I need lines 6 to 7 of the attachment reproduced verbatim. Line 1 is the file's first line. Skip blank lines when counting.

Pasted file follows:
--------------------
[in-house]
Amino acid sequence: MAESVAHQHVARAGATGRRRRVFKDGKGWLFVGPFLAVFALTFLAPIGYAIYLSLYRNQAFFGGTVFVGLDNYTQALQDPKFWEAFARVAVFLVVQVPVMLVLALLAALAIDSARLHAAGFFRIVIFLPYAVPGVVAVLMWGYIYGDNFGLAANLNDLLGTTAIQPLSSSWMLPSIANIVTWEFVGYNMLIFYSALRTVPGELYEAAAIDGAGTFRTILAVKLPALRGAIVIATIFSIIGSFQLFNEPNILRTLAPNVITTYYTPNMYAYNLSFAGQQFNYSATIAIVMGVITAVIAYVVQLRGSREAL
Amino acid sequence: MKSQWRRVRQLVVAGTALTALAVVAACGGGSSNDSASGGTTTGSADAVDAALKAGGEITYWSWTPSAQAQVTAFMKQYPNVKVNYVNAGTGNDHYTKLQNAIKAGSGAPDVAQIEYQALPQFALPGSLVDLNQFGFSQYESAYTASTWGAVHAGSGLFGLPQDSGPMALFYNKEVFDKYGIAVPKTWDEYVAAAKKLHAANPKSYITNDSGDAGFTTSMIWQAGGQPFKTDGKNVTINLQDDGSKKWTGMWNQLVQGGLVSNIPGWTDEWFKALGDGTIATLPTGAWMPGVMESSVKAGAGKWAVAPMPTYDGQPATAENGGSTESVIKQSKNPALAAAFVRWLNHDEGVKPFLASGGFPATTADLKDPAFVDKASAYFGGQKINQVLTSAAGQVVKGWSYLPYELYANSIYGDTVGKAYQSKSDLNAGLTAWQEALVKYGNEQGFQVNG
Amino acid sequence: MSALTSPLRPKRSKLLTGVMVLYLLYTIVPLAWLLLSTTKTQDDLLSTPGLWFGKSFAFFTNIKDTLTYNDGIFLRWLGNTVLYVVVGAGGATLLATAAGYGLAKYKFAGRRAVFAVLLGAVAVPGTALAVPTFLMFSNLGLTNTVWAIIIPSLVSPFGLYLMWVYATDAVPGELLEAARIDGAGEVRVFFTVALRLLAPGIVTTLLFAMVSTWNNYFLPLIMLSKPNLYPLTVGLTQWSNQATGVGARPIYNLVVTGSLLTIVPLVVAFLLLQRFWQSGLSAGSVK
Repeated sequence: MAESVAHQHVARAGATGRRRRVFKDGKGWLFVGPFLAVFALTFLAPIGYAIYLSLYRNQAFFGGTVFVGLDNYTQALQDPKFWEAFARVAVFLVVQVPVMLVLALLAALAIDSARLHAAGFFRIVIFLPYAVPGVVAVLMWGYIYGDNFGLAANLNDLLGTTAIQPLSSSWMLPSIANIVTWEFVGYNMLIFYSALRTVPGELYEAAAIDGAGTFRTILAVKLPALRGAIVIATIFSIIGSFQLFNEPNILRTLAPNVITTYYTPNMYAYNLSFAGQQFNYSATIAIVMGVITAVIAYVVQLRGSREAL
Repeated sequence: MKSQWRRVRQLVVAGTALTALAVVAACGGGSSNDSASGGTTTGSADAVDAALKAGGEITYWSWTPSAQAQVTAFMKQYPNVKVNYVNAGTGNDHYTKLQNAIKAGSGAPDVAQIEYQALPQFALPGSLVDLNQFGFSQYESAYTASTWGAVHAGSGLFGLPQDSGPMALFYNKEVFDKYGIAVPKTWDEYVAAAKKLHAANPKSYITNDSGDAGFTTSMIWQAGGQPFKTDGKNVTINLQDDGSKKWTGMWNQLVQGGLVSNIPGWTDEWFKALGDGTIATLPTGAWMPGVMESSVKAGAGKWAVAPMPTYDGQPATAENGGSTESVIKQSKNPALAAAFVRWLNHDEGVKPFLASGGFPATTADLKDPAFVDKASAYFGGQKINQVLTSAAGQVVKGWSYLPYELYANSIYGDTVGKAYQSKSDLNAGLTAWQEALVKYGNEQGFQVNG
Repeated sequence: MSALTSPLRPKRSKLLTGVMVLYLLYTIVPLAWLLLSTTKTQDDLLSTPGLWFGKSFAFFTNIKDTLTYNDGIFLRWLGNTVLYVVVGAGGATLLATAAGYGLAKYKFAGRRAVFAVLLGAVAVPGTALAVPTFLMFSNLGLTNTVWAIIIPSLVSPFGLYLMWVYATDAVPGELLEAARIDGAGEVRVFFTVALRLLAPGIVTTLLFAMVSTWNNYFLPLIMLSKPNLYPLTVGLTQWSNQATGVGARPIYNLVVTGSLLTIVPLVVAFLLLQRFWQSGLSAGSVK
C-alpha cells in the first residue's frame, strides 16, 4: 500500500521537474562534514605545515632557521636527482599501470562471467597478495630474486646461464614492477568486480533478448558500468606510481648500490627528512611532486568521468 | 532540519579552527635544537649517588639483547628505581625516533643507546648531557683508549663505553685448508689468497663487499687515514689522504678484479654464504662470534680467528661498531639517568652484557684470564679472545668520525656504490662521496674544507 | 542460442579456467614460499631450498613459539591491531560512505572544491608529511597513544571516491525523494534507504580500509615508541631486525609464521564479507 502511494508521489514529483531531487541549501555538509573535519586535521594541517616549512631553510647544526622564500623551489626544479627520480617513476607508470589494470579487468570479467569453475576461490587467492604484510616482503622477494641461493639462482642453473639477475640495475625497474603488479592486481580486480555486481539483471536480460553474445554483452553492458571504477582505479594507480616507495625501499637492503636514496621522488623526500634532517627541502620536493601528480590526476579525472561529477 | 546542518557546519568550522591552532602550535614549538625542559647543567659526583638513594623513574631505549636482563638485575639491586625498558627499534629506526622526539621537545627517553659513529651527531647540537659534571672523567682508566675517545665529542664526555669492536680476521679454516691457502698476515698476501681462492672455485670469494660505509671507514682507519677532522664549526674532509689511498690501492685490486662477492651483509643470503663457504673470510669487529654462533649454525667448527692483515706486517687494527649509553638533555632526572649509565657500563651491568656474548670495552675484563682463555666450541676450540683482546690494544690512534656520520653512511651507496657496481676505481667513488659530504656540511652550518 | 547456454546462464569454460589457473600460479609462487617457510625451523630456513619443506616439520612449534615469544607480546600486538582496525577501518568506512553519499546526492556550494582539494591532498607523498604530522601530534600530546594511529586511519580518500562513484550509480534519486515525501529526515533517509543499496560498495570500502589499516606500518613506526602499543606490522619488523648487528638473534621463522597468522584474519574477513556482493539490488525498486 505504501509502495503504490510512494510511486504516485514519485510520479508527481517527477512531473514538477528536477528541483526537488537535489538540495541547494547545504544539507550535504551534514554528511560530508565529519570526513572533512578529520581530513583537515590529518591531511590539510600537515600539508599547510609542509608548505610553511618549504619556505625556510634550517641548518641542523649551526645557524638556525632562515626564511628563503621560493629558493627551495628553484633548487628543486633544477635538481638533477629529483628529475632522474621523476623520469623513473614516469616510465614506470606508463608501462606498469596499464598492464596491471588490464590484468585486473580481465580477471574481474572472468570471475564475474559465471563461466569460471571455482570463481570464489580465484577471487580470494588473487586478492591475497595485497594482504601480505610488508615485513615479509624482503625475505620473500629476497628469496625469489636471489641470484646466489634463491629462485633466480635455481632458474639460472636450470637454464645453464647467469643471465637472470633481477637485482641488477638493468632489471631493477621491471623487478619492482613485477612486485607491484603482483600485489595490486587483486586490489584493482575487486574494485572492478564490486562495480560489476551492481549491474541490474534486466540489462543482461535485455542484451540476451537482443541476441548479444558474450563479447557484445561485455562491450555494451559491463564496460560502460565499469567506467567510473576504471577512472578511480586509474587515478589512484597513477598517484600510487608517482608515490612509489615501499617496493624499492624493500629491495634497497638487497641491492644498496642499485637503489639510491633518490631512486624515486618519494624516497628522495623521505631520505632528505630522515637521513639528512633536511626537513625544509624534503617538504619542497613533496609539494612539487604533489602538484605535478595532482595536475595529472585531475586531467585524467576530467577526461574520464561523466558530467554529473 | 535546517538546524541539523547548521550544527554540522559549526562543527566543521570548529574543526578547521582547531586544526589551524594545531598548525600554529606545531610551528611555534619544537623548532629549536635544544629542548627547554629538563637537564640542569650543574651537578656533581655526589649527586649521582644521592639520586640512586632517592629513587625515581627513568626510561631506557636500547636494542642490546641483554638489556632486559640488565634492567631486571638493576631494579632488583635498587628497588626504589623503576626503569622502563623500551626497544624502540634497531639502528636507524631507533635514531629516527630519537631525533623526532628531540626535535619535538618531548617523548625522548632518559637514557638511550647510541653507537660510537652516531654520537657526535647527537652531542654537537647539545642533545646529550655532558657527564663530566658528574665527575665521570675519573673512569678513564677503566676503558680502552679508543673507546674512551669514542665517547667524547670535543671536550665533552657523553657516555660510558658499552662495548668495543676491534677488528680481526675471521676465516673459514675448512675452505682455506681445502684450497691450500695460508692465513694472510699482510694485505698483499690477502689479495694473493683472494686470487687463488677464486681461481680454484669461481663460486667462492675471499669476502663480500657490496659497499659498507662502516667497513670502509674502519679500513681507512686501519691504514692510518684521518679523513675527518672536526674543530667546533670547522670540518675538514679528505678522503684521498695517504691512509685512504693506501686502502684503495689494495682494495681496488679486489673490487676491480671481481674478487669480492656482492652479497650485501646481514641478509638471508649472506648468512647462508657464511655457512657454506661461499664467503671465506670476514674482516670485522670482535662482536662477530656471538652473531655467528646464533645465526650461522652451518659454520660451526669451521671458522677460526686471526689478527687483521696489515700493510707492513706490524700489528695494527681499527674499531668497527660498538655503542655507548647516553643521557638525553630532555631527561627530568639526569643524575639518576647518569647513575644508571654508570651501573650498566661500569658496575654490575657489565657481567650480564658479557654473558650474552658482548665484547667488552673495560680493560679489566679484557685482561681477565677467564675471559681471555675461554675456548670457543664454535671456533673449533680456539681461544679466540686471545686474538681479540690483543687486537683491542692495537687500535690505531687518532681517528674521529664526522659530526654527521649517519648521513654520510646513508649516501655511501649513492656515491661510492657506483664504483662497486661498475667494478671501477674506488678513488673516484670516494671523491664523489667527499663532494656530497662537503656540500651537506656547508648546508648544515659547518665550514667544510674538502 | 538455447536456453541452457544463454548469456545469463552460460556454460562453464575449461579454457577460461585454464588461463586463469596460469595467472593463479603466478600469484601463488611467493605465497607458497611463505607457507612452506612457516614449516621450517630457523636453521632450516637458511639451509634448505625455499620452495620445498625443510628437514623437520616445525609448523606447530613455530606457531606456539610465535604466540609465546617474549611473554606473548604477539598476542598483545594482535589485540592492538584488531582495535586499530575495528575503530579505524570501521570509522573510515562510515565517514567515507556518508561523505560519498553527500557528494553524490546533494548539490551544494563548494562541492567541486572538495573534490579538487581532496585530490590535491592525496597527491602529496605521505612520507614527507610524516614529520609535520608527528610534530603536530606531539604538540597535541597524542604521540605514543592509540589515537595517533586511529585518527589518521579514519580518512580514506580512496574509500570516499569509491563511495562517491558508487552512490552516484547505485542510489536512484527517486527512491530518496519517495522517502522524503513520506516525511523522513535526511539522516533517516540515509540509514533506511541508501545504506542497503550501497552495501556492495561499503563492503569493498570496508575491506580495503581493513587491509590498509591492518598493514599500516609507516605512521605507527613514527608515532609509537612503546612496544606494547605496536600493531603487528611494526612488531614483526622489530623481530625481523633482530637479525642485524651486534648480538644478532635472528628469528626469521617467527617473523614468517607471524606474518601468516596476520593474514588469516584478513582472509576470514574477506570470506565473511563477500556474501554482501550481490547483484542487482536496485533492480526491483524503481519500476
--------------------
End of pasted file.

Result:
Repeated sequence: MKSQWRRVRQLVVAGTALTALAVVAACGGGSSNDSASGGTTTGSADAVDAALKAGGEITYWSWTPSAQAQVTAFMKQYPNVKVNYVNAGTGNDHYTKLQNAIKAGSGAPDVAQIEYQALPQFALPGSLVDLNQFGFSQYESAYTASTWGAVHAGSGLFGLPQDSGPMALFYNKEVFDKYGIAVPKTWDEYVAAAKKLHAANPKSYITNDSGDAGFTTSMIWQAGGQPFKTDGKNVTINLQDDGSKKWTGMWNQLVQGGLVSNIPGWTDEWFKALGDGTIATLPTGAWMPGVMESSVKAGAGKWAVAPMPTYDGQPATAENGGSTESVIKQSKNPALAAAFVRWLNHDEGVKPFLASGGFPATTADLKDPAFVDKASAYFGGQKINQVLTSAAGQVVKGWSYLPYELYANSIYGDTVGKAYQSKSDLNAGLTAWQEALVKYGNEQGFQVNG
Repeated sequence: MSALTSPLRPKRSKLLTGVMVLYLLYTIVPLAWLLLSTTKTQDDLLSTPGLWFGKSFAFFTNIKDTLTYNDGIFLRWLGNTVLYVVVGAGGATLLATAAGYGLAKYKFAGRRAVFAVLLGAVAVPGTALAVPTFLMFSNLGLTNTVWAIIIPSLVSPFGLYLMWVYATDAVPGELLEAARIDGAGEVRVFFTVALRLLAPGIVTTLLFAMVSTWNNYFLPLIMLSKPNLYPLTVGLTQWSNQATGVGARPIYNLVVTGSLLTIVPLVVAFLLLQRFWQSGLSAGSVK